The Encyclopedia of Libertarianism
Recent years have seen the reemergence of libertarian thought as a significant force, both in the academy and in political life. As libertarian ideas have gained in prominence, so has the need for a standard reference work. Accordingly, this project has been initiated to serve as a useful introduction to and compendium of libertarian scholarship via a series of brief articles on the historical, sociological, and economic aspects of libertarianism within the broader context.
As a continuation of the older tradition of classical liberalism, libertarian thinking draws on a rich body of thought and scholarship. Contemporary libertarian scholars are continuing that tradition by making substantial contributions to such fields as philosophy, jurisprudence, economics, evolutionary psychology, political theory, and history. Notably, a number of economists who profess classical liberal or libertarian views have received the Nobel Prize in recent years, such as Vernon Smith. Robert Nozick′s book Anarchy, State, & Utopiasparked a tremendous debate among philosophers and has influenced moral and political theory. Evolutionary psychology has emerged as a new forum for the study of human nature, and much of that work has been pioneered by libertarian-leaning thinkers. Ronald Coase, Richard Posner, Richard Epstein, and others have revitalized the study of jurisprudence by focusing attention on incentives and on such grown institutions as property and common-law rules. Libertarians also have been active in political life, especially since the collapse of the communist states, which focused attention on problems of the formation and evolution of rights and legal institutions. The works of libertarian thinkers such as F. A. Hayek, Ayn Rand, and Milton Friedman are now available in dozens of languages, much as the works of Marx and Lenin were decades ago.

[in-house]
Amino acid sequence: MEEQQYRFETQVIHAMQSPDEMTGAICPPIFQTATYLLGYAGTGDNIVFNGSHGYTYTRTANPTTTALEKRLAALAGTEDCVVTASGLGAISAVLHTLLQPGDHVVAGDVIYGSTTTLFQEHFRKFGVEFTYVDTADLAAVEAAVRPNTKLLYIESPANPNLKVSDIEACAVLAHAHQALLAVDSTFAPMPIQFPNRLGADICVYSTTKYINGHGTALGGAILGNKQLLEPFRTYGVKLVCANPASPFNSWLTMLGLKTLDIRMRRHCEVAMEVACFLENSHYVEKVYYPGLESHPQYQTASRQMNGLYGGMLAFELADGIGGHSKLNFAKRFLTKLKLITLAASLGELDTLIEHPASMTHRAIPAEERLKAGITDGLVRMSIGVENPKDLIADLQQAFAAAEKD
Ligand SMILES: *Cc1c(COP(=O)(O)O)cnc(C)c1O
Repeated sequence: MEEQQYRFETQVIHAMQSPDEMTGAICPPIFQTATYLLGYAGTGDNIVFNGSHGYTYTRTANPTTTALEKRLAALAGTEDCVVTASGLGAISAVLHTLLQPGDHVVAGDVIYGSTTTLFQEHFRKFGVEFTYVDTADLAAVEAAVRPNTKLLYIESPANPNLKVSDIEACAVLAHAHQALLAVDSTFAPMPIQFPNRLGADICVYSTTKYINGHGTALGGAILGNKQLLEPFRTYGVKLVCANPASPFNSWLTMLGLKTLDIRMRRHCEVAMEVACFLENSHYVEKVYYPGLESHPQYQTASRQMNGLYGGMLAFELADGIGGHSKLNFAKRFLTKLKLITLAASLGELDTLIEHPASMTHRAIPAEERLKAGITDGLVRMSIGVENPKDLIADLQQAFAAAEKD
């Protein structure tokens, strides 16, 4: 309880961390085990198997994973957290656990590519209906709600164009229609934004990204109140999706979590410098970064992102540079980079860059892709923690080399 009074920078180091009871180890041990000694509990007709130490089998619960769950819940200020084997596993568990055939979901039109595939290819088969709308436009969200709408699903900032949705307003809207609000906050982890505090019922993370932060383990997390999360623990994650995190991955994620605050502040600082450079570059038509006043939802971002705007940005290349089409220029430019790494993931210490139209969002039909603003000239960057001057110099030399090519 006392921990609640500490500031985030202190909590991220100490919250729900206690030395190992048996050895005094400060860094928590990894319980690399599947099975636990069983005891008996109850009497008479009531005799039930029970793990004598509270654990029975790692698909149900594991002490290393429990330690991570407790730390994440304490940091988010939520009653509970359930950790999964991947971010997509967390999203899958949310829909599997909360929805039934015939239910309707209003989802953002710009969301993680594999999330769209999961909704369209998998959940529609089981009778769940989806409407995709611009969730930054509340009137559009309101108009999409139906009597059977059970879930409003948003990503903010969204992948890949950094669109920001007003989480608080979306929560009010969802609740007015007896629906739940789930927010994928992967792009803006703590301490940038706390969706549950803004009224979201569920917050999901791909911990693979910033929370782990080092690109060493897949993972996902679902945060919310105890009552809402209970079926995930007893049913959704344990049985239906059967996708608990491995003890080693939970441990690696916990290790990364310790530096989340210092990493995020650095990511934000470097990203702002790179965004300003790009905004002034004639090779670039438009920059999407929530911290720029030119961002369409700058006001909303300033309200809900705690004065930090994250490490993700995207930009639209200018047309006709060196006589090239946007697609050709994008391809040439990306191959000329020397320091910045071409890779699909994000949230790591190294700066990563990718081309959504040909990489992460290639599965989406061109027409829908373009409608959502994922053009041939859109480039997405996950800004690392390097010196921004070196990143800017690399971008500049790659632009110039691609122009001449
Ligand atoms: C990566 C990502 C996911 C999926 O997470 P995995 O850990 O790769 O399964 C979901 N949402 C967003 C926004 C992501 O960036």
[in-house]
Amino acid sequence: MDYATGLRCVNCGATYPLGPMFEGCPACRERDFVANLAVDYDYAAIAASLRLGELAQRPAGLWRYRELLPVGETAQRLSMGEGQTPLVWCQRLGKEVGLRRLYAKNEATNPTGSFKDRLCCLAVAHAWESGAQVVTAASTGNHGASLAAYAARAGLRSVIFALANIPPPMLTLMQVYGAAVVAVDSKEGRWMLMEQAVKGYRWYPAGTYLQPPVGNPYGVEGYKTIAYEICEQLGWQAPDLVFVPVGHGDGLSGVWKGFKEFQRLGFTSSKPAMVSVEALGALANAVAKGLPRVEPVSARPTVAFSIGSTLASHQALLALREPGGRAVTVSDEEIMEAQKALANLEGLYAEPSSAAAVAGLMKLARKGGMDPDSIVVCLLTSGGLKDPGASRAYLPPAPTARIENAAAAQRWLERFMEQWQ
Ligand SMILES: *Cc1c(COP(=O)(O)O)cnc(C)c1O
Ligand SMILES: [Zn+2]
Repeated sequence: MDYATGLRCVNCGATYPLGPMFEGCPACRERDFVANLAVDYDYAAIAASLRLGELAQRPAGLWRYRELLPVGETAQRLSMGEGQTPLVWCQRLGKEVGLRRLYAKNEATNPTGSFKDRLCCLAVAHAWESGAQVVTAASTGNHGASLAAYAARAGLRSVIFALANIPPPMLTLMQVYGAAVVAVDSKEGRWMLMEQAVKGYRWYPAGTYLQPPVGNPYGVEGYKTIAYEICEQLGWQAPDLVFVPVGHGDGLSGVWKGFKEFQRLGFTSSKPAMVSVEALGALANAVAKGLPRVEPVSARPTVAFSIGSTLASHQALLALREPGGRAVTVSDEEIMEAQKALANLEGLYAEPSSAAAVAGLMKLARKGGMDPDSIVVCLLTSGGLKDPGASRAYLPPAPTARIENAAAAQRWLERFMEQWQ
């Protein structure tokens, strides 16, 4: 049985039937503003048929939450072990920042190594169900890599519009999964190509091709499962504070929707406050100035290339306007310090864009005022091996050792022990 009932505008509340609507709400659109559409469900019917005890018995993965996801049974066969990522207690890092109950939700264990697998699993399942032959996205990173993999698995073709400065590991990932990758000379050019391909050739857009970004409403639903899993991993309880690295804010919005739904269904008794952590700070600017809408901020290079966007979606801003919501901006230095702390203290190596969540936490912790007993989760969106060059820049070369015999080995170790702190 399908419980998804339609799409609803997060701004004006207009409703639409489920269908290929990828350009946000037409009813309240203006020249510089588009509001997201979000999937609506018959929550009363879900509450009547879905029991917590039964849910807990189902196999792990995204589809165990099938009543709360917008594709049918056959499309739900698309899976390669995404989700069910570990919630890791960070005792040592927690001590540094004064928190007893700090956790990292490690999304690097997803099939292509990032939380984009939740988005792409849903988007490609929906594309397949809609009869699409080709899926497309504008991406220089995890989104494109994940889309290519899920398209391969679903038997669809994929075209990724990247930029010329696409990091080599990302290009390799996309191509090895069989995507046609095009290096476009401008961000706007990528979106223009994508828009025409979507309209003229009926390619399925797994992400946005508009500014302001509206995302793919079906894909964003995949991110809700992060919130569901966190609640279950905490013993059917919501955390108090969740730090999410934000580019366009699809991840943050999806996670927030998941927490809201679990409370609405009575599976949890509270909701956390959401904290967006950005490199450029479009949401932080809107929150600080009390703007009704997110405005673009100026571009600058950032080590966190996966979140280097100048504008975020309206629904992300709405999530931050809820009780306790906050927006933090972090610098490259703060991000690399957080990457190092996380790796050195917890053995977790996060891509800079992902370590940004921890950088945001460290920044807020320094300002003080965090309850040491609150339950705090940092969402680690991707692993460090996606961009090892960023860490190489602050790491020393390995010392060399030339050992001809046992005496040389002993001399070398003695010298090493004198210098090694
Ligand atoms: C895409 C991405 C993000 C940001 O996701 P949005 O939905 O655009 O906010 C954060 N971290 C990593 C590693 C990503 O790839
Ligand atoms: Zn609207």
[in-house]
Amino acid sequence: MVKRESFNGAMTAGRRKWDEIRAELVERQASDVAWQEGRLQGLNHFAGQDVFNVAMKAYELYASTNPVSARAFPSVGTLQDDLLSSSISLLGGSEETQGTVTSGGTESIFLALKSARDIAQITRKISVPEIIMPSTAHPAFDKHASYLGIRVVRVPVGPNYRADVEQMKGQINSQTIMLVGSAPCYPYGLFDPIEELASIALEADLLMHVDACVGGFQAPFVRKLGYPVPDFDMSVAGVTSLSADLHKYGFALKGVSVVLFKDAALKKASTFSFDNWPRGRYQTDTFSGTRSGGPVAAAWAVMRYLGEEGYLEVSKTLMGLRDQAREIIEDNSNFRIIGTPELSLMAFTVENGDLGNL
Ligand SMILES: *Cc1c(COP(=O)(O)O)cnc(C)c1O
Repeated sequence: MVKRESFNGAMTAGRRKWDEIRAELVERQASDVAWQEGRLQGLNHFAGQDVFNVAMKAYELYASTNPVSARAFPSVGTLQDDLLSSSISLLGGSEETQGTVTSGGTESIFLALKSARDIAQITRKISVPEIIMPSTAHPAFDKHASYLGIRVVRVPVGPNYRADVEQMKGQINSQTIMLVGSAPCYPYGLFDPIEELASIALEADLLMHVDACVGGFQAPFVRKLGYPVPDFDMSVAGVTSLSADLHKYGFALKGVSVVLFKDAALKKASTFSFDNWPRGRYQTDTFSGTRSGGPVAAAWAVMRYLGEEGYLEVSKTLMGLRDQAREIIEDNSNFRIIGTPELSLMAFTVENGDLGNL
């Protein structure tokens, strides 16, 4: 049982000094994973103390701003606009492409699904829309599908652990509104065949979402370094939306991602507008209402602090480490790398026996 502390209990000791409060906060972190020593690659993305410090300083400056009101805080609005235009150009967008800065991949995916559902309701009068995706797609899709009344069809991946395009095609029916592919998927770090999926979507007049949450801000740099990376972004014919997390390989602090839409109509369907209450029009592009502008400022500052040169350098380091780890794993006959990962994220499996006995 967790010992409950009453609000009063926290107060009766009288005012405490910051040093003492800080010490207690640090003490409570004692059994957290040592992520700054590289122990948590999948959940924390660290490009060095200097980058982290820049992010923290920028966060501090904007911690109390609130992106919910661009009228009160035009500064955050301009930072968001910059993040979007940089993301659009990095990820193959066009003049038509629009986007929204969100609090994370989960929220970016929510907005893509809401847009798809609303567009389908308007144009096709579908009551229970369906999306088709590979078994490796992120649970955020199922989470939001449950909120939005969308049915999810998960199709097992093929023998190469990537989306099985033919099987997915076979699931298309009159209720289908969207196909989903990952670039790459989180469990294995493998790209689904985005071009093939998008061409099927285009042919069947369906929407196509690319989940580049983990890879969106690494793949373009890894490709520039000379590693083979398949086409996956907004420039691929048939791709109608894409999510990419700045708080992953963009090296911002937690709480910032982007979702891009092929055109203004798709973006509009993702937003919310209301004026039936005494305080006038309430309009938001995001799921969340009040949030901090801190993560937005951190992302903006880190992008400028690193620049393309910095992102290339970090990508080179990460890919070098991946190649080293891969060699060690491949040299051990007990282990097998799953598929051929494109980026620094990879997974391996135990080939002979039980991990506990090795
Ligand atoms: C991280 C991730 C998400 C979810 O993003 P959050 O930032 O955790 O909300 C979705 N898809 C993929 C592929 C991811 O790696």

Within the entries contained in this encyclopedia, readers will find overviews of all this and more.